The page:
In order to determine your exact type and degree of hearing loss, your Cedar Park hearing specialist will need to complete more than a single test. They will then review the results of each and put together an individualized treatment plan.
Types of Hearing Tests
A comprehensive audiology evaluation consists of a series of individual diagnostic tests that measure different aspects of your hearing. There are seven main categories of tests.
Pure Tone Testing
Pure-tone testing (also known as pure tone audiometry) uses air conduction to measure your ability to hear sounds of various pitches and volumes. Wearing headphones, you will be asked to identify a series of tones by raising a hand, pressing a button or responding verbally.
The results are charted on an audiogram, a visual representation of your hearing loss, by comparing pitch (frequency) with loudness (intensity). The pattern recorded will help your Cedar Park hearing specialist determine your hearing threshold.
Bone Conduction Testing
Bone conduction testing is another type of pure-tone test that measures the inner ear’s response to sound. If there is damage or a blockage in the outer or middle ear, bone conduction audiometry testing may be used.
Instead of sending the tones through the ear, this type of testing bypasses the outer and middle ear and sends the tone directly to the inner ear. A small device is placed behind the ear; it sends out a vibration that passes through the skull bone to reach the inner ear.
If the results of this test are different than the air conduction test, your Cedar Park hearing specialist can use this information to determine whether you have a conductive or sensorineural hearing loss.
Speech (or word recognition) testing is used to measure your speech reception threshold (SRT), or the faintest speech you can understand 50 percent of the time. This is compared with your pure-tone test results to confirm the diagnosis. Your ability to separate speech from background noise will also be recorded.
Speech testing may be administered in either a quiet or noisy environment; results are recorded on the audiogram for easy visual reference.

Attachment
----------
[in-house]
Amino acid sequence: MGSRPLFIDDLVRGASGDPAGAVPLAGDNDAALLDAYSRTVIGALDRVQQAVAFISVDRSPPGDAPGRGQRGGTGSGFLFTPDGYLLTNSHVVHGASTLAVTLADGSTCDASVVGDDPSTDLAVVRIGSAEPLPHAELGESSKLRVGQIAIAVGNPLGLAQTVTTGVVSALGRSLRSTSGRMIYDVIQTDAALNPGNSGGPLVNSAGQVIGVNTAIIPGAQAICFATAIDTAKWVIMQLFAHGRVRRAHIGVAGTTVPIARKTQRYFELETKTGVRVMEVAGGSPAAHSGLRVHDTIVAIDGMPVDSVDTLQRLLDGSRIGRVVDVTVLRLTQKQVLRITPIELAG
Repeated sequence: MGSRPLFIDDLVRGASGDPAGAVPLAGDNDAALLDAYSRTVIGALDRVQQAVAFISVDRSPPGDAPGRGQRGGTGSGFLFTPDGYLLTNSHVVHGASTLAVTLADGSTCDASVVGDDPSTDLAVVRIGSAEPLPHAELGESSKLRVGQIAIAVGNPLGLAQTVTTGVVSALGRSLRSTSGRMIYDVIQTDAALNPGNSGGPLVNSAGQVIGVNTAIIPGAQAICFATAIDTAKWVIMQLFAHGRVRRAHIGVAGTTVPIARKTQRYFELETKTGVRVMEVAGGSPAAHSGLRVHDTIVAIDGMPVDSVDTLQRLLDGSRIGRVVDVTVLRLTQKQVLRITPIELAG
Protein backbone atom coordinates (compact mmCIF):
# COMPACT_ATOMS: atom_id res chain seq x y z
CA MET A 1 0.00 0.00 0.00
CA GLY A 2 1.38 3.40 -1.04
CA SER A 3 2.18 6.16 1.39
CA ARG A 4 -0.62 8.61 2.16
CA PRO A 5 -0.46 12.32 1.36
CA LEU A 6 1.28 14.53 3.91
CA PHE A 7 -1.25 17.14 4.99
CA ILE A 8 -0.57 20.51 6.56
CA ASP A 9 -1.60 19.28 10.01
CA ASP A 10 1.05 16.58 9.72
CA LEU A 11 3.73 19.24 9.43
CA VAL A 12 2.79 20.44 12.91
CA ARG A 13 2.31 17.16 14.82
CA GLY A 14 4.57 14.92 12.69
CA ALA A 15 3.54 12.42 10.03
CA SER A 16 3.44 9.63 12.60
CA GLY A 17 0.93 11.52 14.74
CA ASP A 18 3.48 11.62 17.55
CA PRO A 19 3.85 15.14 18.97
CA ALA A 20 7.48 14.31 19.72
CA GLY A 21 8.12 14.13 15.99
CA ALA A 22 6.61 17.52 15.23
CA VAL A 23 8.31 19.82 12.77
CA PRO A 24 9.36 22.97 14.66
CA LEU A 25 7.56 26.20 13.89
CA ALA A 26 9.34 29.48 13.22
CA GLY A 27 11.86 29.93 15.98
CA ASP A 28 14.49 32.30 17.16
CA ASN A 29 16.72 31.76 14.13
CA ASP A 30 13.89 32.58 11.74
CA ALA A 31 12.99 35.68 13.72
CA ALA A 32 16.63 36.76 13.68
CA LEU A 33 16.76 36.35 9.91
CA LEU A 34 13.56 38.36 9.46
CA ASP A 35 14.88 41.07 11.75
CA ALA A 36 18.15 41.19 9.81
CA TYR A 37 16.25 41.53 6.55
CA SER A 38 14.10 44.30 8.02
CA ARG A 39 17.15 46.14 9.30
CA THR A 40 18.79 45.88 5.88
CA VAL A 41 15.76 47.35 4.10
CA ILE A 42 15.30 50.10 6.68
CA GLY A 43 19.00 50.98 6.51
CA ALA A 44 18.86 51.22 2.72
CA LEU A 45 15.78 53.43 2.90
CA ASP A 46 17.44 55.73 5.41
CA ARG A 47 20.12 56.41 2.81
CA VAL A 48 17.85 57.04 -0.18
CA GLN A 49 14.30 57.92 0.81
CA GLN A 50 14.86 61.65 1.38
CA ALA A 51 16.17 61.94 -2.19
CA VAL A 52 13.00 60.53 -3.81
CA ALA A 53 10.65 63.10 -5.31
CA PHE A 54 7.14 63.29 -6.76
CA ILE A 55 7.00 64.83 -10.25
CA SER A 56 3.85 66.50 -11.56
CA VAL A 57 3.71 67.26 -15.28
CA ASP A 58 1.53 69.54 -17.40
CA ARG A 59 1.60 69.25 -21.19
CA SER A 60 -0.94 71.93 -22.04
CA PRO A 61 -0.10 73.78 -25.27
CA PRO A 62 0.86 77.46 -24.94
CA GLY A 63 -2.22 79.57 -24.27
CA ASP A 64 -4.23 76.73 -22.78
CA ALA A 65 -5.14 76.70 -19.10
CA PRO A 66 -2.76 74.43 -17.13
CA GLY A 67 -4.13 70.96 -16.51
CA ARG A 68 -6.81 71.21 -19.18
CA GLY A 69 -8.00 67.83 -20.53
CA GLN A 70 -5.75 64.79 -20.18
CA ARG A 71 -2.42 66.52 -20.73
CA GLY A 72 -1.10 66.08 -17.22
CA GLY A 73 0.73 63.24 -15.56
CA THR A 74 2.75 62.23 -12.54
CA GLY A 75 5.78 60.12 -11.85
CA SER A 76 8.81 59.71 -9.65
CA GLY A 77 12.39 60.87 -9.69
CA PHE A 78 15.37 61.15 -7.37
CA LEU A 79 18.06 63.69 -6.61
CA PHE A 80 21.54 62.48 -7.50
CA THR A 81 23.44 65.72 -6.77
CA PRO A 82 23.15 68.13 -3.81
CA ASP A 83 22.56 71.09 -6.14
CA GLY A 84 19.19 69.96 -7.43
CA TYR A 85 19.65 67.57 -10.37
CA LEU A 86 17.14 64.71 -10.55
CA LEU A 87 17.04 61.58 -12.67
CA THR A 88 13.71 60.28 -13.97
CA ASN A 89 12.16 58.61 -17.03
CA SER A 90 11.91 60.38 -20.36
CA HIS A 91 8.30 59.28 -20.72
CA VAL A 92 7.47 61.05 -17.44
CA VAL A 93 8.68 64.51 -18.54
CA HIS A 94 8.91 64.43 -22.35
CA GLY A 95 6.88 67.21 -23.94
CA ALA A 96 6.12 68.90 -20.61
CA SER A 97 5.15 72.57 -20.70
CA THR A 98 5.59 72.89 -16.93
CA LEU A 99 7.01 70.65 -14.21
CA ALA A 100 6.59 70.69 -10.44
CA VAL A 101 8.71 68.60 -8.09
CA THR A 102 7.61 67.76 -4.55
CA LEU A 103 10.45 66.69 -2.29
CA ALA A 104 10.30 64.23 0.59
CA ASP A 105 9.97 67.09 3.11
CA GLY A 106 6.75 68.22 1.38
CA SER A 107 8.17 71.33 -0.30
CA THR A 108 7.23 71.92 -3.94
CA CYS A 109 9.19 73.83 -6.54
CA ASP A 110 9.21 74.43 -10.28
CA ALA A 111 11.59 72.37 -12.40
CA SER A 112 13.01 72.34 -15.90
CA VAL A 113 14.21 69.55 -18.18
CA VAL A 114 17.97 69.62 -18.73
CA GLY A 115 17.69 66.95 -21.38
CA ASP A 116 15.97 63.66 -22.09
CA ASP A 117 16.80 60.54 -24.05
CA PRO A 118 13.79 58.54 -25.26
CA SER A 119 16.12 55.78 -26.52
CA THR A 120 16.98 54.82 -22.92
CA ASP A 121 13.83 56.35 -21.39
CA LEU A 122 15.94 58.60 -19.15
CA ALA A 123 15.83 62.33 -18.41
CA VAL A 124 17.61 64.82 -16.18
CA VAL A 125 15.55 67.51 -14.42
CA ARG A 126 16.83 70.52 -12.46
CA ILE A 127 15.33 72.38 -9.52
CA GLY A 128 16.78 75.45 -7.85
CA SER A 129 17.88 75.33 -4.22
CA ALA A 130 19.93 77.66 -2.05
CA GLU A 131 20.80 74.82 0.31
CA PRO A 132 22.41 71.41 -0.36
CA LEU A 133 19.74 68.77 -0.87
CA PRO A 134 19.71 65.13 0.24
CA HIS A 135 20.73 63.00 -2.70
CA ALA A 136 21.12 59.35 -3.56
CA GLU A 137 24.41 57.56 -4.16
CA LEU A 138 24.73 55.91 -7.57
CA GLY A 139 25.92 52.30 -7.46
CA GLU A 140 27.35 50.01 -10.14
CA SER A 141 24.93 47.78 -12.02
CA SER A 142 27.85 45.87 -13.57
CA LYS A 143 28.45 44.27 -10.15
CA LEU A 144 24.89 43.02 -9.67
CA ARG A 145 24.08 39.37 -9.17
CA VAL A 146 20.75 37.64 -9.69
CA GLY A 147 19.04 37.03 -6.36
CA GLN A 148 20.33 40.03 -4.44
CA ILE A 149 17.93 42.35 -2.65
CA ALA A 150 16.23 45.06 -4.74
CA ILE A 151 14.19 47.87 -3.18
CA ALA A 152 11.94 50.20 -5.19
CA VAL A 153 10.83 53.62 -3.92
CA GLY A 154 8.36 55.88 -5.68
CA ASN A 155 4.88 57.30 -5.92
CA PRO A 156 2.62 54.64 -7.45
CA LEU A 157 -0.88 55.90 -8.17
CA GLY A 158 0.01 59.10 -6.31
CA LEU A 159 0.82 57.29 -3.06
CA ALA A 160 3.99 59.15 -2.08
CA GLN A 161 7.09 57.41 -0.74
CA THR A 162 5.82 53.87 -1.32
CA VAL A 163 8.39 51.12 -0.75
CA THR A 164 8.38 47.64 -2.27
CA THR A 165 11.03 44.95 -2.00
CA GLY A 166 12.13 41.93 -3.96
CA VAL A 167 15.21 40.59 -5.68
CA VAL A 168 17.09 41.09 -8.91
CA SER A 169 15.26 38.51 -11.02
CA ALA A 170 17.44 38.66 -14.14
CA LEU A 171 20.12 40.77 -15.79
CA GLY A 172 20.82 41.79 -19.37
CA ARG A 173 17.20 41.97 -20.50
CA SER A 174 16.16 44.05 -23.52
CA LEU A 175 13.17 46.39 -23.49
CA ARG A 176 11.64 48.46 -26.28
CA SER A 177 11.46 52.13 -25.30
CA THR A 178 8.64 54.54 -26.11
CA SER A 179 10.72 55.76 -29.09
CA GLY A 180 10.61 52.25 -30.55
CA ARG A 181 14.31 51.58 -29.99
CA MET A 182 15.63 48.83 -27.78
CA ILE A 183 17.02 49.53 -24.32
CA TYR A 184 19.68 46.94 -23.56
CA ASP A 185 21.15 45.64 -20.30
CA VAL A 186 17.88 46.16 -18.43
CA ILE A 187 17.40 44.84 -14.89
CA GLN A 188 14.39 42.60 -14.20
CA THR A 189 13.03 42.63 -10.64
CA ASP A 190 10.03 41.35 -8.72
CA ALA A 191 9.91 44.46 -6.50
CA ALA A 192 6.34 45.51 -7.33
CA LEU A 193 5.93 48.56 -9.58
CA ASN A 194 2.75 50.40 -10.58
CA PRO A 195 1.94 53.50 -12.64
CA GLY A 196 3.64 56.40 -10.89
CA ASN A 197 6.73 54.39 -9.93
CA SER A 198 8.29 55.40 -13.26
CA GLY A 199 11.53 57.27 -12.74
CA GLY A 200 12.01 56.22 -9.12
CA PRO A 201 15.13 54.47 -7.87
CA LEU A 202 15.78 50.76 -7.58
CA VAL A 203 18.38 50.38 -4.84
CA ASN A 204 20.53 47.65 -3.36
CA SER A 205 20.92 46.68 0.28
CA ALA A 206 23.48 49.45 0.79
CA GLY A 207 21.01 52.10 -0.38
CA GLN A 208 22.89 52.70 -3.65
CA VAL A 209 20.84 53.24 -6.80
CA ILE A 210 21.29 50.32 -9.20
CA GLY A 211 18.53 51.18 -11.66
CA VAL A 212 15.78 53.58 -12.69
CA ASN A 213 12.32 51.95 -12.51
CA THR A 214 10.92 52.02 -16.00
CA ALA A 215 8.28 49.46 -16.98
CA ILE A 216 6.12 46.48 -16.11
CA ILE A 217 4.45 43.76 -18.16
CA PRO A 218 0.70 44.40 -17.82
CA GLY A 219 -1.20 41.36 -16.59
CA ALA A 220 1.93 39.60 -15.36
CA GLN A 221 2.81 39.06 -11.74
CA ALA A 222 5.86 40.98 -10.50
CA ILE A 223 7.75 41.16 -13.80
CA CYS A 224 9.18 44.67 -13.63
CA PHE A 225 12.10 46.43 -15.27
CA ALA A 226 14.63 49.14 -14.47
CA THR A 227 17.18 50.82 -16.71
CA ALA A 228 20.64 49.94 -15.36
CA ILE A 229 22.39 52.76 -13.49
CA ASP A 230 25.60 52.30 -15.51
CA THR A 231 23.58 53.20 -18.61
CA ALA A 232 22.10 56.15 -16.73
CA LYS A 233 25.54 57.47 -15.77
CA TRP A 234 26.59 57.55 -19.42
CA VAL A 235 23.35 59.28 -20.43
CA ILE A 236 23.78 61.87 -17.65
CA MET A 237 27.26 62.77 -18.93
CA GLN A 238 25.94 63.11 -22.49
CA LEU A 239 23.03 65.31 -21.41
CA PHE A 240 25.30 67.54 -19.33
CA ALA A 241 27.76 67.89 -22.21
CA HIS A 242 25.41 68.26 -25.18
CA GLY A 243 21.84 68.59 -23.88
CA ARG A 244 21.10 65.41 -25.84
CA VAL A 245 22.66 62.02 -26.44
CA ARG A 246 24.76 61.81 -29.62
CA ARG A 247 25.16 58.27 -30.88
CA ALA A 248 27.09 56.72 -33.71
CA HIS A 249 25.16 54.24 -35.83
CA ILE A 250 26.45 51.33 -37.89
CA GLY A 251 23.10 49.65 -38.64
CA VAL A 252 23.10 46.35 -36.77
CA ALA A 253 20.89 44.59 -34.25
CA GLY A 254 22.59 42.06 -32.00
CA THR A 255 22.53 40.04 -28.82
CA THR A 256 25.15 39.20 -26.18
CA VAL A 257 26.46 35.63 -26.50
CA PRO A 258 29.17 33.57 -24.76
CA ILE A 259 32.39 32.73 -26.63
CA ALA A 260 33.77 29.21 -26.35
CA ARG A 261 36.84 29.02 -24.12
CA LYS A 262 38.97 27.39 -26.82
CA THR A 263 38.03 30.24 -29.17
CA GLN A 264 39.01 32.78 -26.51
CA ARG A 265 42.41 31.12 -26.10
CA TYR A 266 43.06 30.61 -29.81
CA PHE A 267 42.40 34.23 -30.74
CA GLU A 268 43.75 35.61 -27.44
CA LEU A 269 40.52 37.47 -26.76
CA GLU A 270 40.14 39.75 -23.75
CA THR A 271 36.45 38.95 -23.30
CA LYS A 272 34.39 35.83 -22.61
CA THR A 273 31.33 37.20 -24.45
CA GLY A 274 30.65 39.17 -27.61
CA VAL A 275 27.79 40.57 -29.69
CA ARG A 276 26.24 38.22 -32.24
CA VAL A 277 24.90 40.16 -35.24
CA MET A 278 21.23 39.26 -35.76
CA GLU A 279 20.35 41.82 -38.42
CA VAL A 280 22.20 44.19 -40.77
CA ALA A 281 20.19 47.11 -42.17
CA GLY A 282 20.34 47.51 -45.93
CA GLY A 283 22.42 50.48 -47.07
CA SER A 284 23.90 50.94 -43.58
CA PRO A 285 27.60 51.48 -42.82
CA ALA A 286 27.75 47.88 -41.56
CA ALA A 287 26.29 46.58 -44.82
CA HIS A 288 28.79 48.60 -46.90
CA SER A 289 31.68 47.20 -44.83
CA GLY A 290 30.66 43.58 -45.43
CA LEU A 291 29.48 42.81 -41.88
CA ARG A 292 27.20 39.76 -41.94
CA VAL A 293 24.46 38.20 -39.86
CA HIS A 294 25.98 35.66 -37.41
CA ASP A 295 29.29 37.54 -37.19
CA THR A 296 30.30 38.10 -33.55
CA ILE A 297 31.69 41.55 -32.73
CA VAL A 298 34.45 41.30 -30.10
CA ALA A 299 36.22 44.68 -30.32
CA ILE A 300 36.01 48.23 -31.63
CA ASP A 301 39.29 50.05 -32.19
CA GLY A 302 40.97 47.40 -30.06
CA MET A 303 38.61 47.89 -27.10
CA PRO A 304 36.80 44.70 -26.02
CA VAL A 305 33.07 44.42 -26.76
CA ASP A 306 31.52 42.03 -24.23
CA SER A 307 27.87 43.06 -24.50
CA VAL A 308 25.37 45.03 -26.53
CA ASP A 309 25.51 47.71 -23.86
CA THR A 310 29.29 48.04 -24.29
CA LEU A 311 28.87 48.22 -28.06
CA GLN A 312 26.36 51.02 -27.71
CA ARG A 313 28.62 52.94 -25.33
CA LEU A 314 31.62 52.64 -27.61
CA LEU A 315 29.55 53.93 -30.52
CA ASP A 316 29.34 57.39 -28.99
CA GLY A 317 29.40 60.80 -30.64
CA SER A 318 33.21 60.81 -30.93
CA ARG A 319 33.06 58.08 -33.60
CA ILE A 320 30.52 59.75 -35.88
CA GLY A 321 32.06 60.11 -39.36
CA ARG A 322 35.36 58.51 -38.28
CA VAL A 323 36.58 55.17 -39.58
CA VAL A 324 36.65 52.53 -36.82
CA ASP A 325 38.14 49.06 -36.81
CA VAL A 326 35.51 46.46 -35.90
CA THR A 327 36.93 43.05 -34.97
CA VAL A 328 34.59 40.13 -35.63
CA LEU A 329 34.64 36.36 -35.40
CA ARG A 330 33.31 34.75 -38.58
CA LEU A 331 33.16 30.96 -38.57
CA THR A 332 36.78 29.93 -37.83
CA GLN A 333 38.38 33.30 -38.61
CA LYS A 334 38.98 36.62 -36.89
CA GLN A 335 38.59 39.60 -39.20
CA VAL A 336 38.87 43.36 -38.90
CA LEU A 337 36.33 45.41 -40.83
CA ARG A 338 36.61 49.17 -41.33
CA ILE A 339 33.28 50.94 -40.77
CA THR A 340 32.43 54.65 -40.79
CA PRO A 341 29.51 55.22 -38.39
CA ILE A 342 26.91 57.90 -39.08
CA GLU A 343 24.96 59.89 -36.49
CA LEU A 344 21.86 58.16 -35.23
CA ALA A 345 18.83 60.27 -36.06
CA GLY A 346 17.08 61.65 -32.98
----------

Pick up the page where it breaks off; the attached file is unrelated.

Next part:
Tympanometry is a test of the middle ear used to detect fluid, wax buildup, eardrum perforations and tumors. It measures movement of the eardrum in response to air pressure; the results are recorded on a chart called a tympanogram.
Acoustic Reflex Testing
The acoustic reflex test measures involuntary muscle contractions of the middle ear, and is used to determine the location of your hearing problem (the ossicles, cochlea, auditory nerve, etc.) as well as the type of hearing loss.
Auditory Brainstem Response (ABR)
Auditory brainstem response testing is used to determine whether a specific type of hearing loss – sensorineural – exists. It is also commonly used to screen newborns for hearing problems.
In an ABR test, electrodes are attached to your head, scalp or earlobes; you are also given headphones to wear. Your brainwave activity is measured in response to sounds of varying intensities.
Otoacoustic Emissions (OAEs)
Otoacoustic emissions (OAEs) are sounds generated by vibrations of the hair cells in the cochlea of the inner ear. OAE testing utilizes a tiny probe fitted with a microphone and speaker that is used to stimulate the cochlea and measure its response. Individuals with normal hearing will produce emissions; when a hearing loss exceeds 25-30 decibels, no sound will be produced.
This test helps determine whether there is a blockage in the ear canal, excess fluid in the middle ear or damage to the hair cells of the cochlea. OAE testing is often included in newborn hearing screening programs.
As you can see, a number of tests go into determining what kind of hearing loss you have and how bad it is. This information is used by your Cedar Park hearing specialist to recommend a treatment plan.
To learn more about hearing tests, contact your Cedar Park hearing specialist today.